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Ch. 12 Part II Vocab

Vocabulary

TermDefinition
Immune System The body’s defenders against these tiny but mighty enemies are two systems, simply called the innate and the adaptive defense systems. Together they make up the immune system.
Innate Defense System Also called the non-specific defense system, responds immediately to protect the body from all foreign substances, whatever they are.
Non-Specific Defense System Response immediately to protect the body from all foreign substances, whatever they are.
Immunity The ability of the body to resist many agents that can cause disease; resistance to disease.
Pathogens Disease-causing microorganism.
Lysozyme An enzyme found in seat, saliva, and tears that is capable of destroying certain kinds of bacteria.
Natural Killer Cells Roam the body in blood and lymph. They are a unique group of aggressive lymphocytes that can lyse and kill cancer cells, virus-infected body cells, and some other non-specific targets well before the adaptive arm of the immune system is enlisted in the f
Inflammatory Response A physiological response of the body to tissue injury; includes dilation of blood vessels and increased blood vessel permeability.
Histamine A substance that causes vasodilation and increased vascular permeability.
Kinins Group of polypeptides that dilate arterioles, increase vascular permeability, and induce pain.
Diapedesis The passage of blood cells through intact vessel walls into the tissues.
Pus The fluid product of inflammation composed of white blood cells, the debris of dead cells, and a thin fluid.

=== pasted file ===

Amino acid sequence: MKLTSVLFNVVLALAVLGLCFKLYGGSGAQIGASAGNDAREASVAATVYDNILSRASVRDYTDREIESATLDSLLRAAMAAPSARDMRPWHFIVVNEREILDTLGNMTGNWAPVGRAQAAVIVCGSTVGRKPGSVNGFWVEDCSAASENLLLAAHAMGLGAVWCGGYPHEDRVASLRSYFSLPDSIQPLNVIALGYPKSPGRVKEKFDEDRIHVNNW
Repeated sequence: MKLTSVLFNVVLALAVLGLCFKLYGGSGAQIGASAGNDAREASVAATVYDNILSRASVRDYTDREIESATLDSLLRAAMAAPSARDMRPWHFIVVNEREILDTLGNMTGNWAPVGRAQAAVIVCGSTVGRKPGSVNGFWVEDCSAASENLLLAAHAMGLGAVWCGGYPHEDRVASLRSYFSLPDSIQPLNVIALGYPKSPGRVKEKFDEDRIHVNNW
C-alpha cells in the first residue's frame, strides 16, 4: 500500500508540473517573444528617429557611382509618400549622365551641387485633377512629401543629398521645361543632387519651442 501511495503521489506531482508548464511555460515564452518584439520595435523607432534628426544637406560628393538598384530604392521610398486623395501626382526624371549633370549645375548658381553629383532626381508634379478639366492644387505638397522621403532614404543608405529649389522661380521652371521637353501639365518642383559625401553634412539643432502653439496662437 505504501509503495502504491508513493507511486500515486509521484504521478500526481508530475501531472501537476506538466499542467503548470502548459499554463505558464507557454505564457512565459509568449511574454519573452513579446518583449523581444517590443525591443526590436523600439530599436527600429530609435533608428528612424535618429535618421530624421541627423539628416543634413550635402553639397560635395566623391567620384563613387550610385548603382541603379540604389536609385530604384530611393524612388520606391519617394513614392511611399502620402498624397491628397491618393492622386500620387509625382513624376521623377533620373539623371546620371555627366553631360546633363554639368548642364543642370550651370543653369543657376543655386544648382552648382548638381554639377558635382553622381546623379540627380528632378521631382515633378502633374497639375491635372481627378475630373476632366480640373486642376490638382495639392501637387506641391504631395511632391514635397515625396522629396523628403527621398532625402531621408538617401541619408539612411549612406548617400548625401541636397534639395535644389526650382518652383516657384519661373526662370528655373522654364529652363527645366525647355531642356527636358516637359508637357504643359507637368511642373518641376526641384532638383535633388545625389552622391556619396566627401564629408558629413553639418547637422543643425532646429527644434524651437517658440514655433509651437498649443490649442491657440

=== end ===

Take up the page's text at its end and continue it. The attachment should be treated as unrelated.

Phagocytes Cell capable of engulfing and digesting particles of cells harmful to the body.
Antimicrobial Proteins Enhance the innate defenses either by attacking microorganisms directly or by hindering their ability to reproduce.
Complement A group of plasma proteins that normally circulate in inactive forms; when activated by complement fixation , causes lysis of foreign cells and enhances phagocytosis and inflammation.
Complement Fixation Occurs when complement proteins bind to certain sugars or proteins on the foreign cell’s surface.
Membrane Attack Complex Produce lesions, complete with holes, in the foreign cell’s surface. These lesions allow water to rush into the cell, causing it to burst.
Interferons Although the virus-infected cells in an infected person can do little to save themselves, they help defend cells that have not yet been infected by secreting small proteins called interferons.
Fever Abnormally high body temperature, is a systemic response to invading microorganisms.
Pyrogens Chemicals secreted by white blood cells and macrophages exposed to foreign cells or substances in the body.
Immune Response Antigen-specific defenses mounted by activated lymphocytes.
Humoral Immunity Also called antibody-mediated immunity, weak bond in which a hydrogen atom forms a bridge between two electron-hungry atoms. An important intramolecular bond.
Cellular Immunity or cell-mediated immunity, Immunity conferred by lymphocytes called T cells; also called cell-mediated immunity.
Antigen Any substance-including toxins, foreign proteins, or bacteria-that, when introduced to the body, is recognized as foreign and activated the immune system.
Self-Antigens Do not trigger an immune response in us, they are strongly antigenic to other people.
Hapten or -incomplete antigen, the troublesome small molecule.
Penicillin Reaction Perhaps the most dramatic and familiar example of a drug hapten’s provoking an immune response involves the binding of penicillin to blood proteins
B Lymphocytes or B cells, lymphocytes that oversee humoral immunity; their descendants differentiate into antibody-producing plasma cells; also called B lymphocytes
T Lymphocytes or T cells, Lymphocytes that mediate cellular immunity; include helper, cytotoxic, regulatory, and memory cells. Also called T lymphocytes.
Immunocompetent The ability of the body’s immune cells to recognize specific antigens; reflects the presence of plasma membrane bound receptors.
Antigen -Presenting Cells (APCs) In immunity is to engulf antigens and then present fragments of them, like signal flags, on their own surfaces where they can be recognized by T cells.